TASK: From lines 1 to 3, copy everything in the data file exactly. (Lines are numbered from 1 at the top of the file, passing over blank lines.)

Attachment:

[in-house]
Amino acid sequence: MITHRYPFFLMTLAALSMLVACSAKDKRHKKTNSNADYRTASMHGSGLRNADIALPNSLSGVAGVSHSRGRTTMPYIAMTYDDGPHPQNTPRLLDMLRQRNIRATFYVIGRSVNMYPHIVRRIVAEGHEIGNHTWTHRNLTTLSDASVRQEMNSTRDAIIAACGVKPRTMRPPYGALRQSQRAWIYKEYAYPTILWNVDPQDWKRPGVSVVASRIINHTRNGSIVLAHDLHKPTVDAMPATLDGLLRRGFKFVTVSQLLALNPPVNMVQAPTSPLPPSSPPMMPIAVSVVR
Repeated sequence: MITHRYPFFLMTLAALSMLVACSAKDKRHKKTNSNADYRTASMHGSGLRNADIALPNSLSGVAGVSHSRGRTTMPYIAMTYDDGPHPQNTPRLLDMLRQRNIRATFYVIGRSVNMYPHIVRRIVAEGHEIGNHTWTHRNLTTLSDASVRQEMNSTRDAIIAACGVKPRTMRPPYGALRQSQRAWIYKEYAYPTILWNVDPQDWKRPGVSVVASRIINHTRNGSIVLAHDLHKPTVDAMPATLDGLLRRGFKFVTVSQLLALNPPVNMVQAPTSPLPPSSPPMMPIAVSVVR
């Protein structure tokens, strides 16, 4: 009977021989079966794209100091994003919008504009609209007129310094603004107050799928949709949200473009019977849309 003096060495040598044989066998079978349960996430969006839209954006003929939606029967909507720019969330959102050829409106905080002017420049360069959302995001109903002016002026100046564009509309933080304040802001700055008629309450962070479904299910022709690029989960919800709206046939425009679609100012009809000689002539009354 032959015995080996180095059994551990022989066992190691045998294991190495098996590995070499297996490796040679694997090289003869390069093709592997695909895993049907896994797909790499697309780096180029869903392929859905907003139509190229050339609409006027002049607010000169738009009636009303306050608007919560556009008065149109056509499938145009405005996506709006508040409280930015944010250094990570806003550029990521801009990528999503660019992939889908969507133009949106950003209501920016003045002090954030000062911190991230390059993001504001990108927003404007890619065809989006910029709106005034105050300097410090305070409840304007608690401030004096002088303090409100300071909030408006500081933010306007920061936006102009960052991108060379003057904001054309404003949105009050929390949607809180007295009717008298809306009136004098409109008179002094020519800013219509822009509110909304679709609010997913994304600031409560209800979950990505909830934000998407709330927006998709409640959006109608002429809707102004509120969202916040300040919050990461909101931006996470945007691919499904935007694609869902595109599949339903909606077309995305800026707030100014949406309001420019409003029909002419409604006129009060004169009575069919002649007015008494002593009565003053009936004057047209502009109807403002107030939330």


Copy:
[in-house]
Amino acid sequence: MITHRYPFFLMTLAALSMLVACSAKDKRHKKTNSNADYRTASMHGSGLRNADIALPNSLSGVAGVSHSRGRTTMPYIAMTYDDGPHPQNTPRLLDMLRQRNIRATFYVIGRSVNMYPHIVRRIVAEGHEIGNHTWTHRNLTTLSDASVRQEMNSTRDAIIAACGVKPRTMRPPYGALRQSQRAWIYKEYAYPTILWNVDPQDWKRPGVSVVASRIINHTRNGSIVLAHDLHKPTVDAMPATLDGLLRRGFKFVTVSQLLALNPPVNMVQAPTSPLPPSSPPMMPIAVSVVR
Repeated sequence: MITHRYPFFLMTLAALSMLVACSAKDKRHKKTNSNADYRTASMHGSGLRNADIALPNSLSGVAGVSHSRGRTTMPYIAMTYDDGPHPQNTPRLLDMLRQRNIRATFYVIGRSVNMYPHIVRRIVAEGHEIGNHTWTHRNLTTLSDASVRQEMNSTRDAIIAACGVKPRTMRPPYGALRQSQRAWIYKEYAYPTILWNVDPQDWKRPGVSVVASRIINHTRNGSIVLAHDLHKPTVDAMPATLDGLLRRGFKFVTVSQLLALNPPVNMVQAPTSPLPPSSPPMMPIAVSVVR